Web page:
Minibus-train crash victims laid to rest

Driver to reenact accident for police after being remanded

August 8, 2010 00:49
2 minute read.
PEOPLE GATHER for the eulogies in Mea She’arim on Friday. Inset: Members of the Bernstein-Gotstein f

crash funeral 311. (photo credit: Marc Israel Sellem)


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Thousands of mourners thronged the streets of the capital’s Mea She’arim neighborhood on Friday morning, as the funeral procession for the seven family members killed a day earlier when a train hit their minibus near Kibbutz Gat made its way to the Har Hamenuhot cemetery.

Police closed all roads leading to Mea She’arim’s Shabbat Square throughout the morning.

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The members of the Bernstein-Gotstein family from Betar Illit were killed on Thursday night when their minibus was hit by a northbound train on Route 353.

Aryeh Bernstein, 43, his wife, Rivkah, 41, four of their children – Malki Gotstein, 21, who was pregnant, Mordechai, nine, Chaya 14, and Yochanan, 16 – and Gotstein’s son, Mordechai, one, were killed instantly.

Around 20 people on the minibus were injured Gotstein’s husband, Dudi, was the only family member to survive the crash, and is in moderate condition.

He is in intensive care in Ashkelon’s Barzilai Medical Center with broken bones and tears to his liver and spleen.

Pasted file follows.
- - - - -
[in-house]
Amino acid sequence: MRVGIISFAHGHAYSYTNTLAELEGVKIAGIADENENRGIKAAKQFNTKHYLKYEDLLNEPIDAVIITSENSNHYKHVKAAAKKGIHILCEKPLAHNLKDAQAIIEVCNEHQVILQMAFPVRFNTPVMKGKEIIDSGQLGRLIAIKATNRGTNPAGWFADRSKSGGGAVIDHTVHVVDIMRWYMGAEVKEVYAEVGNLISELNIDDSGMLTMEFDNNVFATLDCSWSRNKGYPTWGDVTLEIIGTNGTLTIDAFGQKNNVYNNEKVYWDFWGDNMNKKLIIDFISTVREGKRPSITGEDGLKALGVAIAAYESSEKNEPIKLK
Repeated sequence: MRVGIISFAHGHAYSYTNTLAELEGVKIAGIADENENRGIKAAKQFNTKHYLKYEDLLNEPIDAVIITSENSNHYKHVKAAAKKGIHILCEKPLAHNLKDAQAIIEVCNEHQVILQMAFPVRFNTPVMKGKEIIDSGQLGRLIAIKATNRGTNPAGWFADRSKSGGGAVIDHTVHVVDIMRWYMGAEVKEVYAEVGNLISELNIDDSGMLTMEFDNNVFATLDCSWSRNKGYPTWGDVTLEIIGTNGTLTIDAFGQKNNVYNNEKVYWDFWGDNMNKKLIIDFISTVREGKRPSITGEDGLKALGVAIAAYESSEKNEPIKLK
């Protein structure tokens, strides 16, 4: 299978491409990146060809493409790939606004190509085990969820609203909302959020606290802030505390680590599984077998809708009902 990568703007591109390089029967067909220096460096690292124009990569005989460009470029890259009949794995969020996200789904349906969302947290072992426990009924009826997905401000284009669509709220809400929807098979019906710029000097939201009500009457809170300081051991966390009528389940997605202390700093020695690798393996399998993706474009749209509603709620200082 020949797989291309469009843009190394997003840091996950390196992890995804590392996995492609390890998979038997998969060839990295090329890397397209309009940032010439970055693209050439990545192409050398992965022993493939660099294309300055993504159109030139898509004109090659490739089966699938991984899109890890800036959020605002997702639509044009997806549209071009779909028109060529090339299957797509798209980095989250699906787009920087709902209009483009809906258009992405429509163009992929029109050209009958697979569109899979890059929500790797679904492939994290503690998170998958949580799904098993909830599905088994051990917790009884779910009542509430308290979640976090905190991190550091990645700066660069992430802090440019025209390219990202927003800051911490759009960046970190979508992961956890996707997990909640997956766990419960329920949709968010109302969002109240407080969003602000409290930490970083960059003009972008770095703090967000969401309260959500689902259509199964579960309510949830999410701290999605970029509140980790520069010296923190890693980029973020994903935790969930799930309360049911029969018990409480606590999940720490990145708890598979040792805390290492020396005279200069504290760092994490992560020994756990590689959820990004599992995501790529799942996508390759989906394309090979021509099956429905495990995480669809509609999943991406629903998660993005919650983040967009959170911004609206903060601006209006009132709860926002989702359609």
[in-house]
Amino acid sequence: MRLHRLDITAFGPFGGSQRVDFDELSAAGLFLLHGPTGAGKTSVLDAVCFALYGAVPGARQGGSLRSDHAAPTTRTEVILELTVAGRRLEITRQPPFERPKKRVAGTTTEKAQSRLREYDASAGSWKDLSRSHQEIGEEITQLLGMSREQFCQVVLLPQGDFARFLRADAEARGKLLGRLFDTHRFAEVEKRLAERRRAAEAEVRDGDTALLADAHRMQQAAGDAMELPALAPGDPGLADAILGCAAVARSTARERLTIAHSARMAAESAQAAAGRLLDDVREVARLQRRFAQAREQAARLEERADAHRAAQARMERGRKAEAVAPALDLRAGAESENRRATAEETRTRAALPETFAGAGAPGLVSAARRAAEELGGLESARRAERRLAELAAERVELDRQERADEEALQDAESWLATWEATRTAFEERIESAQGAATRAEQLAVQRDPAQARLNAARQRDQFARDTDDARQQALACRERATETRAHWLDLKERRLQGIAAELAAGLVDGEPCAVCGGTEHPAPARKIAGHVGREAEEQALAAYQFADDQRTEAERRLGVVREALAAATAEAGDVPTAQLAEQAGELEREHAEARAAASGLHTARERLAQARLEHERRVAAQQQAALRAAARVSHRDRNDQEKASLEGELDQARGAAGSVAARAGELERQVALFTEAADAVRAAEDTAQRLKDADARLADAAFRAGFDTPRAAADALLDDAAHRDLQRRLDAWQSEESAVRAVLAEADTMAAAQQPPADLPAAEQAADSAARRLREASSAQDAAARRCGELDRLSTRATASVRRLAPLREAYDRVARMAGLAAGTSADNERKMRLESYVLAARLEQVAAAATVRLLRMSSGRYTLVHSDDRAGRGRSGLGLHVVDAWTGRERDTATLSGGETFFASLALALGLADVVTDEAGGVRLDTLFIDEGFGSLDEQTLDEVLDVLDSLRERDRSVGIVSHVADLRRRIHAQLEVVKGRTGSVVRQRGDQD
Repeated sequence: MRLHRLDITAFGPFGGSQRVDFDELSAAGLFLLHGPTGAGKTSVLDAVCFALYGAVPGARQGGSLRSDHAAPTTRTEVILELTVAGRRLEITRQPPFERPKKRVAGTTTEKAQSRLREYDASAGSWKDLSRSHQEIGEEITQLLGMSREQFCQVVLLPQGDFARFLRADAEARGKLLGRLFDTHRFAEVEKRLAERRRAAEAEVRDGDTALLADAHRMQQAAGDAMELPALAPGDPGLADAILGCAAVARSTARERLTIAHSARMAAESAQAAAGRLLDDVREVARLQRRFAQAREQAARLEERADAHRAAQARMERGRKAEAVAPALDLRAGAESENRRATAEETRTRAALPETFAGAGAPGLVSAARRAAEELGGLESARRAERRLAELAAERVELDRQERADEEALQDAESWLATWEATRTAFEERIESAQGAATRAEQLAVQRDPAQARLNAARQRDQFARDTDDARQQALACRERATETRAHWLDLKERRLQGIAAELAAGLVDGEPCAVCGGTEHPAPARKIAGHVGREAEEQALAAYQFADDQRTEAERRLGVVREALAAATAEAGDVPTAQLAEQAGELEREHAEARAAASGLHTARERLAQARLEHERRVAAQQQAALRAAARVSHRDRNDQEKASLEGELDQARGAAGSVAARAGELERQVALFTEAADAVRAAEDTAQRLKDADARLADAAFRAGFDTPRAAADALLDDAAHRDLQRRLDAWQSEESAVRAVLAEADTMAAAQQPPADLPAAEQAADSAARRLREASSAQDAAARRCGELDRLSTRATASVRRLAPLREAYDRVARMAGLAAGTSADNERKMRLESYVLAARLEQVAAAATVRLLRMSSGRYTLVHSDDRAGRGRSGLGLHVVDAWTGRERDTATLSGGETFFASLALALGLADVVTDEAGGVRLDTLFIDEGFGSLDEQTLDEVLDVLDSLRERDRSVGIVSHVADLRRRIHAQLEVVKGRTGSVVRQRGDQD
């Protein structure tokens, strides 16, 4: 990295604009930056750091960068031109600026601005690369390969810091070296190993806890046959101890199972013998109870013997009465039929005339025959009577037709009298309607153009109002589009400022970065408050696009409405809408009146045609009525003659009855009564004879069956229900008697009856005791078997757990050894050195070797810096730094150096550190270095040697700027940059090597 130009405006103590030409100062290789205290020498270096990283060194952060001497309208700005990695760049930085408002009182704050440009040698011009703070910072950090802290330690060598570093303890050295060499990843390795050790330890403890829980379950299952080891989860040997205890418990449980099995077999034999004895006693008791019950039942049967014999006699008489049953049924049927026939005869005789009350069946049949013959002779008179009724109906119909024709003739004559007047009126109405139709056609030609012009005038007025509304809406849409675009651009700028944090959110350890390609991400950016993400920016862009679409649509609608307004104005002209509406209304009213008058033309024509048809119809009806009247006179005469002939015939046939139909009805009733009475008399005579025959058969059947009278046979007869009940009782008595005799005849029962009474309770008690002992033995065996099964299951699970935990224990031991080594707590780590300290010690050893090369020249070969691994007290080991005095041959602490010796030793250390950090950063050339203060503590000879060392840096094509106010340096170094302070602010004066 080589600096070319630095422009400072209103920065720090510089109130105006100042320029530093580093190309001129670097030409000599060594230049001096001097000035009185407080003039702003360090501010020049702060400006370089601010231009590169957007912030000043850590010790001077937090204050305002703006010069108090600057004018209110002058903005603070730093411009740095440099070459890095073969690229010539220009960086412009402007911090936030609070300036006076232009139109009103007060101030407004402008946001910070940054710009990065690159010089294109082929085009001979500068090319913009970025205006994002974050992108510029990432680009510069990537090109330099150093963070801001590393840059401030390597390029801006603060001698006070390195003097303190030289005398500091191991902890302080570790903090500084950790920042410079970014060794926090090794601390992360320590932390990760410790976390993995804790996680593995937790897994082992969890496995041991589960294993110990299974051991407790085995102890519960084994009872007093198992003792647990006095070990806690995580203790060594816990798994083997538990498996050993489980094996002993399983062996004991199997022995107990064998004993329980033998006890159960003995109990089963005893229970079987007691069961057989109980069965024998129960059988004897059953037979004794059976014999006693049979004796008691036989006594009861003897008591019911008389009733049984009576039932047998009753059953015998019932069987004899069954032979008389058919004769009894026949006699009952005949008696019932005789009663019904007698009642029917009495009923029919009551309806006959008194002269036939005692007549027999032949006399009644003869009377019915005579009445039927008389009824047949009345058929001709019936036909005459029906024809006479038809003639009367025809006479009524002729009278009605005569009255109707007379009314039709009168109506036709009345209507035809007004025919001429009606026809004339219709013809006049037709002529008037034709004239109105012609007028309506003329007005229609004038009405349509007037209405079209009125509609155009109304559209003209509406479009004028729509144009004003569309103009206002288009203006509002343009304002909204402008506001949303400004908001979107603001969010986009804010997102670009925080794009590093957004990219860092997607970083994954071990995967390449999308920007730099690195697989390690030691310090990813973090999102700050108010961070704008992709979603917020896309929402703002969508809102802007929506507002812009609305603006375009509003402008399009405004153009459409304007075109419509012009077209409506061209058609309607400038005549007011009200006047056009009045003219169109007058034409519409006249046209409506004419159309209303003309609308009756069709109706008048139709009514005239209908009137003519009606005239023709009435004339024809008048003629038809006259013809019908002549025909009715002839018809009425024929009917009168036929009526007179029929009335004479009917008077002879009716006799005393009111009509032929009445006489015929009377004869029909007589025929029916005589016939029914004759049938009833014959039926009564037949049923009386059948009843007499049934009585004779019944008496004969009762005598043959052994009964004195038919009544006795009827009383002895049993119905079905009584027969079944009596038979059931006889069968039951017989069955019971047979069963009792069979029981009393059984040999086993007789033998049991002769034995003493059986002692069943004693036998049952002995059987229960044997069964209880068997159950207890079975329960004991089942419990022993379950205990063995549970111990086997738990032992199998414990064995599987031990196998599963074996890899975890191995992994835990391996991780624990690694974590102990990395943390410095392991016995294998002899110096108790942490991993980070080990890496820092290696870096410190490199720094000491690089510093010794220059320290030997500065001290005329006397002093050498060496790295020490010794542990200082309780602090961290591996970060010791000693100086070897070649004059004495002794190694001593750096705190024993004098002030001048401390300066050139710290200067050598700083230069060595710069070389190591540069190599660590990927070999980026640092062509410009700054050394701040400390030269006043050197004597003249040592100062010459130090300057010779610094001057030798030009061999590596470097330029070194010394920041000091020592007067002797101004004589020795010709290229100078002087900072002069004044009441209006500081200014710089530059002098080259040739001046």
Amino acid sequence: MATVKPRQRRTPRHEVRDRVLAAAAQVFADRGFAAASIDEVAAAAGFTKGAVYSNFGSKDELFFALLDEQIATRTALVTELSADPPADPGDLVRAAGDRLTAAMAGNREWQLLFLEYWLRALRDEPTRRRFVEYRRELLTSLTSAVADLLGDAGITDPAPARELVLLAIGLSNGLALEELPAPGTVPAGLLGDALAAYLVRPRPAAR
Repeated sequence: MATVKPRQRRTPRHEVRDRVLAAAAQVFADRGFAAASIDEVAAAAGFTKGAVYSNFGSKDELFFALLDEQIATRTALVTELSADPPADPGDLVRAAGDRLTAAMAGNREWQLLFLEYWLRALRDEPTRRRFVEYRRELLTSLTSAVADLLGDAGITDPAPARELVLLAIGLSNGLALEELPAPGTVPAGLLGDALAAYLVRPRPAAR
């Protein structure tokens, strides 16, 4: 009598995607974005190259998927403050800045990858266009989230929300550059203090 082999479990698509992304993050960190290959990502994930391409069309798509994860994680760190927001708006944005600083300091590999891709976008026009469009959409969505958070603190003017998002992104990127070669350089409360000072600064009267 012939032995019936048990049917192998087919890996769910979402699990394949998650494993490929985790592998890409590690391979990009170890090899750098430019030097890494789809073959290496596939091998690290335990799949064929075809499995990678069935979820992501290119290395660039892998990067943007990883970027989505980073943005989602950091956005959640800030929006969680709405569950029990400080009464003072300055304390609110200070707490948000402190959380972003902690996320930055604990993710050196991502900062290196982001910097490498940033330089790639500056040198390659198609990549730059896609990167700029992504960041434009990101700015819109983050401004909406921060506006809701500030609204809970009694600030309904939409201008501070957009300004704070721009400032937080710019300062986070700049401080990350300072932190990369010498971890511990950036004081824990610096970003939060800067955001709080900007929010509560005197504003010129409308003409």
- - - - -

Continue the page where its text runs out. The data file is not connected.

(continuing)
He did not attend Friday’s funeral and reportedly has not been told his wife and son are dead.

Zaka rescue and recovery organization spokesman Moti Bukjin said the team members who came to collect the bodies were horrified to discover that they knew the victims: Aryeh Bernstein was a Zaka volunteer.

The family had been on their way to the nearby Moshav Komemiyut to spend Shabbat.

An initial investigation showed that the driver of the minibus drove past the barrier at the railroad crossing, and was unable to maneuver out of the way of the oncoming train.

The train operator pressed the emergency break, but did not have enough time to stop before hitting the minibus.

No serious injuries were reported on the train, although a number of passengers were treated for shock.

The driver apparently had 11 traffic violations over the last eight years. Police however, said Saturday that 11 arrests over a period of eight years is not an especially high number.

Ya’akov Yashurun has also been arrested for property crimes and disturbing the peace, with the last offence recorded in 1998.

On Friday, the Ashkelon Magistrate’s Court extended Yashurun’s remand by five days.

Immediately upon his release from Beersheba’s Soroka Hospital the following day, he was turned over to officers from the Israel Prisons Service.

A spokesman for the traffic division of the Israel Police said Saturday that Yeshurun, who was a neighbor of the Bernstein family, is currently being investigated for manslaughter and will be taken by police to perform a reenactment of the incident in the coming days.

According to the spokesman, while being questioned by his hospital bed, Yeshurun “said that he was talking to the passenger sitting next to him at the time of the accident, and that’s why he missed the barrier, the lights, and the bells. This would still be considered negligence,” he said.

During the remand extension hearing on Friday, police told the presiding judge that the barrier is visible from a far distance for an approaching car. Yeshurun’s lawyer admonished police for questioning his client without a lawyer present and said that at the scene of the accident there were signs Yeshurun had pressed on the brakes, indicating that he was not trying to run the barrier before the train arrived.

Ron Friedman contributed to this report.

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